Rowing: A Unique Opportunity


By Julie Brown for WVUsports.com
October 28, 2011 11:15 AM
MORGANTOWN, W. Va. – It’s not uncommon for high school athletes from other countries to travel to the United States to pursue a collegiate athletic career. For many of them, the opportunity to continue participating in sports after high school doesn’t exist at home.

This certainly holds true for West Virginia sophomore rower Karen Verwey.

A native of Te Puke, New Zealand, Verwey decided to pursue her collegiate education in the United States for a number of reasons, one of which being a newfound interest in the sport of rowing.

She was first introduced to the sport during the 2004 Athens Olympics after watching New Zealand natives and twins Carolina and Georgina Evers-Swindell power their way dramatically to their first Olympic Gold medal in the double scull event.

Much as women’s soccer in the United States experienced a surge in popularity after the 1999 Women’s World Cup, the same held true for women’s rowing in New Zealand after the success of the Evers-Swindell’s, with a substantial increase in girls rowing numbers and competitive international crews.

“Before they won gold, I didn’t know anything about rowing,” Verwey admitted. “But during my first year of high school a couple of my friends were going to join the rowing team and I decided to tag along.”

Verwey had a natural athletic ability, and soon found herself rowing for selective club teams such as the North Island U18 Team, and the Waikato Interprovincial Team.

“For the U18 North Island team you were selected to trial based on how you did at high school and nationals and then from there we did the trial and a lot of seat racing,” she explained. “The top eight sweepers and top four scullers represented the north island and the south island."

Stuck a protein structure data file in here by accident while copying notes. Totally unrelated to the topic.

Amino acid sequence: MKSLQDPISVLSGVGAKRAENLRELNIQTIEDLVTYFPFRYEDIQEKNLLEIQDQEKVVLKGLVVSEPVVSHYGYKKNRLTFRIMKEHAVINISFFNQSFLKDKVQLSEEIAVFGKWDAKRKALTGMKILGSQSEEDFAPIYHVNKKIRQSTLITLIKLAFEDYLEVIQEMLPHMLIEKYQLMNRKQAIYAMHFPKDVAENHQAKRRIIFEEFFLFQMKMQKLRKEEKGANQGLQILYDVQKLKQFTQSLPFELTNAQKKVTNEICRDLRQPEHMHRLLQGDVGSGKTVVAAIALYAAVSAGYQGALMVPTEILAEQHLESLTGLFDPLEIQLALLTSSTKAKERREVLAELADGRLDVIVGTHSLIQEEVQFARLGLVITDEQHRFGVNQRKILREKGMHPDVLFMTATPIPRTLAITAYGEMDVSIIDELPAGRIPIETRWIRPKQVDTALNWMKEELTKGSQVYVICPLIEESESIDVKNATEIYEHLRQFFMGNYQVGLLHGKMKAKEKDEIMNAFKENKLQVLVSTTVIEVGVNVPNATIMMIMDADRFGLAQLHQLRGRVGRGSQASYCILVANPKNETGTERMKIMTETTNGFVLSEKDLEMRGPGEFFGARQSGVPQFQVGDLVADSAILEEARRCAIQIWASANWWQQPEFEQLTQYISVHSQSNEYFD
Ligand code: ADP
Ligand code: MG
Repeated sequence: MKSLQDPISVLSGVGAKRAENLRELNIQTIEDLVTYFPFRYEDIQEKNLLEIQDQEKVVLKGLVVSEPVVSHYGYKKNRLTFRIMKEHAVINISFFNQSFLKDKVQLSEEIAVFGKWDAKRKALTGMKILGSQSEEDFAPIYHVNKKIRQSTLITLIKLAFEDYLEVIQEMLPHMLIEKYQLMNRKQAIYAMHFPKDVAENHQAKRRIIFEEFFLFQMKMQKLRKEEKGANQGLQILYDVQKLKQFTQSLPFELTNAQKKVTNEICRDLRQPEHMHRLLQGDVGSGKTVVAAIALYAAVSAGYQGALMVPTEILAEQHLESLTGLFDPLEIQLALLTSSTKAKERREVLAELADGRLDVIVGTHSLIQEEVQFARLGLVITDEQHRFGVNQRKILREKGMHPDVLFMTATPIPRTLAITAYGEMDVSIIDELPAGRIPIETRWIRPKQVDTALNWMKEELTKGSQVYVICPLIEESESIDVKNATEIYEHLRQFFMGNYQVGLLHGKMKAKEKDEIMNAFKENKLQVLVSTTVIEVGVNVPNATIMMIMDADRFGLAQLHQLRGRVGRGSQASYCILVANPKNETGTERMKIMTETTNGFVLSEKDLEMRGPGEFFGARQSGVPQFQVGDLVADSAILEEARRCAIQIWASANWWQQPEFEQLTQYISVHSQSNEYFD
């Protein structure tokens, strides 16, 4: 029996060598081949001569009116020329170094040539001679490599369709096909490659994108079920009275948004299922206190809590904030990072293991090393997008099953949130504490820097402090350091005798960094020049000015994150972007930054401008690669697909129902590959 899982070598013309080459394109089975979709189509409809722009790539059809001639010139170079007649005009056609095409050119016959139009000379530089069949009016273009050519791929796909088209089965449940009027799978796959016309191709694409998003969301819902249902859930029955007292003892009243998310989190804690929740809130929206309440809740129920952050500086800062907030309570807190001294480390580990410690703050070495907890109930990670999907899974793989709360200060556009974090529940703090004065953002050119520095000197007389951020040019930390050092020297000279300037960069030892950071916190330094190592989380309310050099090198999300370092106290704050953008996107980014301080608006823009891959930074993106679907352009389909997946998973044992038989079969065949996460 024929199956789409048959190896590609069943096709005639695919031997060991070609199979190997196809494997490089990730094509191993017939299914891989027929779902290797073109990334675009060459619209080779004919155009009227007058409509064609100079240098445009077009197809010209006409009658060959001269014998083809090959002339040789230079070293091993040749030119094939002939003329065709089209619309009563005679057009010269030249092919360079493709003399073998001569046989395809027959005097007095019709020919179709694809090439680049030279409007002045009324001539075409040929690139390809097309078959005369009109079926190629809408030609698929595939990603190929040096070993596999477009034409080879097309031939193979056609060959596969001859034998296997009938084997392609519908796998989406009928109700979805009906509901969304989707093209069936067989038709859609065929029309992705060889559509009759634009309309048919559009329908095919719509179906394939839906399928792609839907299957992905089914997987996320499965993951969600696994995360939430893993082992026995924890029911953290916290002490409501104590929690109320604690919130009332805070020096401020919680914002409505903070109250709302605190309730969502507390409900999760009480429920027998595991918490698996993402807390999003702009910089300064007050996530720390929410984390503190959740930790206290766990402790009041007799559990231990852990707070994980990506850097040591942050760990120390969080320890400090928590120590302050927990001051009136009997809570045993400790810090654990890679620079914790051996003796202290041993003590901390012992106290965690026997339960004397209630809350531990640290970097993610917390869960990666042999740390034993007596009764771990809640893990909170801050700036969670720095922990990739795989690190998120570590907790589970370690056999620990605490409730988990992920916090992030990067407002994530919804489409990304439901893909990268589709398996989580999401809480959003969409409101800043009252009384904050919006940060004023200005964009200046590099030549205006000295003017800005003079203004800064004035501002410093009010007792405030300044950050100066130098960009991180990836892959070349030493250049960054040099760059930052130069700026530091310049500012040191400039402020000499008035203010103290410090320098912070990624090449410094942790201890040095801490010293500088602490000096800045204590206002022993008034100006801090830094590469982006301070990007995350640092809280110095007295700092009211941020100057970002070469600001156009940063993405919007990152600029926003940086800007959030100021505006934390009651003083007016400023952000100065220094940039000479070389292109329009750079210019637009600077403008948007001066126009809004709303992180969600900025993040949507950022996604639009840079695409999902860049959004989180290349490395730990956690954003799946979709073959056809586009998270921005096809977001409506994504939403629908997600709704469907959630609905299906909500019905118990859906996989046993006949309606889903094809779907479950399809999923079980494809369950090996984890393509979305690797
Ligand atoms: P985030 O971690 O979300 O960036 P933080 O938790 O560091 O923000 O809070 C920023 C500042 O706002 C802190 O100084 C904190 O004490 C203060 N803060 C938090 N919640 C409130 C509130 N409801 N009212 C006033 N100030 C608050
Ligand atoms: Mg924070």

She also competed at the New Zealand Club Nationals in 2010, placing second in the women’s 4- race and fourth in the open eight competition.

After experiencing this success, it soon became apparent that rowing
could open the door for Verwey to pursue another important avenue in addition to education, world travel.

“My coach in high school used to coach at Washington State and I found out that you could get scholarships for rowing,” she explained. “I knew that I wanted to get life experience and be able to travel before starting my career and this is a good way of traveling and being able to row competitively while getting university work and a degree at the same time.”

Verwey’s love of travel was instilled in her by her parents, who took the family of seven on trips to Holland and Australia along with the United States when she was younger.

“I’ve always just wanted to see the world,” Verwey stated. “At the moment, I really want to go to South America and I want to try and get to all of the states as well.”

For this moment, however, she’s enjoying her time in her chosen state of West Virginia. Despite interest from Oregon State, Rutgers, Old Dominion, Georgetown, Kansas State and others, Verwey chose to live in Morgantown because of the similarities it contained with her hometown.

“My hometown has 7,000 people,” she said with a smile. “We call ourselves the kiwifruit capital of the world. It’s similar to Morgantown in the fact that there’s a lot of surrounding farmland. Te Puke means the hill in the Maori language, but it’s not as mountainous as Morgantown is. I feel like even though Morgantown is bigger, it’s still got that small town feel where you still know a lot of people.”

Additionally, West Virginia University offered the opportunity to major in criminology and investigations, which Verwey wants to use towards a career as a dog handler with the Armed Offenders Squad, a New Zealand Police Unit.

As a sophomore though, she has some time before pursuing her future career.

Time that she uses to focus on school and rowing, especially on helping the team finish well. This weekend, the team travels to Philadelphia for the Head of the Schuylkill Regatta on the Schuylkill River. Arguably one of the largest and most prestigious fall regattas, this year around 5,800 athletes are expected to cross the finish line of the 2.5-mile course.

Last year, the Mountaineers placed extremely well with both women’s Varsity 4+ entries placing in the top seven of 34 crews and the Varsity 8+ placing seventh out of 21.

“Our goals for this year are to be better, faster and stronger,” Verwey said. “We want to improve on last year’s placing, and I believe that we can achieve that.”

With this determined attitude and positive outlook, there’s no limit to just how well the team will place this weekend.



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